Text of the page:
Covid-19: Dylan Whelan (10) shares pandemic homeless story

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Dylan - pictured with his sister Leah - told Good Morning Ulster he just wants somewhere to play

Ten-year-old Dylan Whelan has spent most of the Covid-19 pandemic on the top floor of a Belfast hostel, with his mum and baby sister.

The family have been living there for almost 18 months and have no idea of when they will get a home of their own.

Dylan's story is one of 20 published as part of a "Homeless Stories" collection by children who are living through lockdown in emergency accommodation.

He told Good Morning Ulster he just wanted somewhere outside to play.

"It's actually really annoying and having to walk up two flights of stairs. I have nowhere to play because I'm on the top floor," he said.

"Sometimes me and my mummy go by the shop and it's the only time we get to go out."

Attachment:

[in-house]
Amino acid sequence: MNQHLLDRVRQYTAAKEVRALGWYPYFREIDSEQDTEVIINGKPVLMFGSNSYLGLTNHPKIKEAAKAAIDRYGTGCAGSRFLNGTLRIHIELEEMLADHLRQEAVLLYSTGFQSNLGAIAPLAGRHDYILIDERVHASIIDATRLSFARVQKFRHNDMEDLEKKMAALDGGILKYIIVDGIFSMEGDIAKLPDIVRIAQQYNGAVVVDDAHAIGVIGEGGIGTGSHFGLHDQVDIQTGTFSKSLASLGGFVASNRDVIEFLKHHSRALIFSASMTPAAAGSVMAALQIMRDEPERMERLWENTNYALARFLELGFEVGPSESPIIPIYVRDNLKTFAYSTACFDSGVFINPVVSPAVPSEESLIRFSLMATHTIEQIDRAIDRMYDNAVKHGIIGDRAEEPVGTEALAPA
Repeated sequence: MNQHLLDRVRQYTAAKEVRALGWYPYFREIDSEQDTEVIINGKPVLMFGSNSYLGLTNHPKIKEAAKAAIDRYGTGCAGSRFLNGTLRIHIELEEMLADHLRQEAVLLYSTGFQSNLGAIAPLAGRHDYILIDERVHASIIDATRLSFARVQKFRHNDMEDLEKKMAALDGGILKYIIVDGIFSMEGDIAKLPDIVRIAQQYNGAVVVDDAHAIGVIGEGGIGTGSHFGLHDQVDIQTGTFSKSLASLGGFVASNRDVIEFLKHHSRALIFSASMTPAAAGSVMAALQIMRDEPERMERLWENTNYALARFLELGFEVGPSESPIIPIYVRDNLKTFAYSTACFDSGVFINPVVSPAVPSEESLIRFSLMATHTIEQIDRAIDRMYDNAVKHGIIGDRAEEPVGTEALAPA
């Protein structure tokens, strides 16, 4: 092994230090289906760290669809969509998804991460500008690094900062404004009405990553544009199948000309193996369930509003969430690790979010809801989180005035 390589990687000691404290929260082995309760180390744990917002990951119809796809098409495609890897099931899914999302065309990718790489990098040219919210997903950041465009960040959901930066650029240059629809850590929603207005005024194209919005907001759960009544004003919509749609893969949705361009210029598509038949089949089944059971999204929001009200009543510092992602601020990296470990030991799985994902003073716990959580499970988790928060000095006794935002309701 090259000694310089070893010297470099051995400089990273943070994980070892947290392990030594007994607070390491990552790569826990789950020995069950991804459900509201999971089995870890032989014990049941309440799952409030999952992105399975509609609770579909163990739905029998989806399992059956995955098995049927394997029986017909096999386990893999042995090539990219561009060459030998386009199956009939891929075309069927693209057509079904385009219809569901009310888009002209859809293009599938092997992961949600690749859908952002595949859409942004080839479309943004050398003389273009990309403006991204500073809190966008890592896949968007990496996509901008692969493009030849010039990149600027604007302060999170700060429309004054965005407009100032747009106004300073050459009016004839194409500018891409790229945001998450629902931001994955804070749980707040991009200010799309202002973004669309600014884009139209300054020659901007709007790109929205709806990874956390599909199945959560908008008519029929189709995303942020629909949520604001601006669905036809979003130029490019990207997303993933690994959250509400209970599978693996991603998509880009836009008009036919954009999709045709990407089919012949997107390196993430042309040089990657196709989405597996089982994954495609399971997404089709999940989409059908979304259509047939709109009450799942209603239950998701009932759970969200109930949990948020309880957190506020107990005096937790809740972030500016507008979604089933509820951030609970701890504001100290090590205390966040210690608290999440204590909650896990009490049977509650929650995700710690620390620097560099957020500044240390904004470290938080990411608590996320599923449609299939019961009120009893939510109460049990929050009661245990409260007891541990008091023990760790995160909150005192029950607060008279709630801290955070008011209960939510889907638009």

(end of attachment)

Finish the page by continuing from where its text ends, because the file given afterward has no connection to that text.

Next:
Image source, Whelan family
Image caption,
Rachel Whelan with her children Dylan and Leah

Asked what it would feel like to have a home, he said he would like to "put up shelves for my lego sets", and finally be able to have friends over to play.

The family became homeless after having to move from a house they had rented for years.

After a short stint in another private rental, and some time with family when all three had to share a box room, they then moved to a hostel.

Image source, Emu Ink
Image caption,
The book shares the stories of 20 children, with cover art by 10-year-old Kasey Earley

Dylan's mum Rachel said they were able to talk more easily since he had shared his story.

"When I was first approached the book, I thought that might be a good way for Dylan to get his feelings out, tell me how he was really feeling about things, because he was just keeping things bottled up from me," she said.

"We're now able to speak to each other and he now understands that I'm here with him and I just want my kids to be happy."

The book Homeless Stories, released by Irish publisher Emu Ink, shares the experiences of children aged five to 13 who have been homeless through the Covid-19 crisis.

Proceeds from the book's sale will go to the homeless charity DePaul.